Operator not at fault for wheel loss

News stories are free to read. Click here for full access to all the features, articles and archive from only £8.99.

No further action was taken against an operator with robust procedures in place following a wheel loss incident in January, after its maintenance provider failed to identify a worn spigot

In mid-June, Traffic Commissioner (TC) for the North West of England Gerallt Evans published his written decision in the case of Hobans 1923 Ltd and associated Traffic Manager Alison Burgess, confirming an earlier oral decision following the company’s call to public inquiry (PI). The inquiry was held at Golborn on 12 June, and was notable in that no further action was found necessary as a result of the operator’s pro-active stance.

Hobans is the holder of a Standard International Public Service Vehicle operator’s licence (PC2011998), authorising the use of 15 vehicles and issued in 2018. Its directors are Richard Hoban and Gadvoranun Hoban. Since June 2021, Alison Burgess, who is employed by the operator on a full-time basis, has held the role of Transport Manager.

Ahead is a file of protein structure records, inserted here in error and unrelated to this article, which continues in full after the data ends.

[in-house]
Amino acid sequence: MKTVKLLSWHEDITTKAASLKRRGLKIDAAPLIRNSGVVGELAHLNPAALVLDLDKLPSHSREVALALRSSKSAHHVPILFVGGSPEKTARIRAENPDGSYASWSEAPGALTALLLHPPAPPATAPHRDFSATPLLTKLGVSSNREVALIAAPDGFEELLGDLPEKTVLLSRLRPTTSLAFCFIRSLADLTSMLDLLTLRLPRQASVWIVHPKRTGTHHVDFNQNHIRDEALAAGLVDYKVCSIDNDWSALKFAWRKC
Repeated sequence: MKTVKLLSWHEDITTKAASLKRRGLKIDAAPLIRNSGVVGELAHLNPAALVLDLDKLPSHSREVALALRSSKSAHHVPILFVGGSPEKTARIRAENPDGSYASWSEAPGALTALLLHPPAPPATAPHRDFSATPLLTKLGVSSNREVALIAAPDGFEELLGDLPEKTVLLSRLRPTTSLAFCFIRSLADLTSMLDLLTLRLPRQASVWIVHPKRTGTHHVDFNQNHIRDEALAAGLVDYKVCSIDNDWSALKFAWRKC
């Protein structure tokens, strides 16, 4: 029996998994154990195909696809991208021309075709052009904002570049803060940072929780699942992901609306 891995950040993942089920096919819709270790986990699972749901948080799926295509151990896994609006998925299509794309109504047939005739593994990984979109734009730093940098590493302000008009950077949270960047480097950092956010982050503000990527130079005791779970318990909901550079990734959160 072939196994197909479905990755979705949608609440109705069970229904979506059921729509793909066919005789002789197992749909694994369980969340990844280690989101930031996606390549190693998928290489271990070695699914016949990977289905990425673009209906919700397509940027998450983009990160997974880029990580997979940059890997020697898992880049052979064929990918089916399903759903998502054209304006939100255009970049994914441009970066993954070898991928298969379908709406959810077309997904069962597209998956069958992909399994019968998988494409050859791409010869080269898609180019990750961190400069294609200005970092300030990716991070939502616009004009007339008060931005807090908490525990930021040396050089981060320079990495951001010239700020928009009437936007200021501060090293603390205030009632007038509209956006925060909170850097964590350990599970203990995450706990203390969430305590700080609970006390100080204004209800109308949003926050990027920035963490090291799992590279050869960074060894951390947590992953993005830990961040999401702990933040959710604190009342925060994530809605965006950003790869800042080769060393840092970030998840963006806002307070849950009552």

The PI was called following a wheel loss incident on 4 January his year, which was reported by the operator in line with the statutory requirements. This lead to an unannounced DVSA maintenance investigation visit on 11 January 2023, when the vehicle concerned was issued with an S-marked prohibition. The unsatisfactory findings contained within the Vehicle Examiner’s report were largely attributable to the wheel loss incident, although some other issues such a stretched inspection interval and completion of PMI sheets were highlighted.

The Vehicle Examiner found the wheel involved had not been correctly secured on it spigot, and that the spigot was worn. It was noted that the vehicle had passed its annual test a couple of weeks earlier on 23 December 2022, and the wheel loss occurred on its first day back in service after the Christmas break.

The maintenance provider claimed that the wheel loss was caused by a failure to undertake the recommended third re-torque of the wheel. However, the operator stated that the re-torque was not due at the point of failure, and attributed the incident to the provider’s failure to spot the wear to the spigot.


Are you enjoying this feature? Why not subscribe to continue reading?

Subscribe for 6 issues/weeks from only £6Or login if you are already a subscriber

By subscribing you will benefit from:

  • Operator & Supplier Profiles
  • Face-to-Face Interviews
  • Lastest News
  • Test Drives and Reviews
  • Legal Updates
  • Route Focus
  • Industry Insider Opinions
  • Passenger Perspective
  • Vehicle Launches
  • and much more!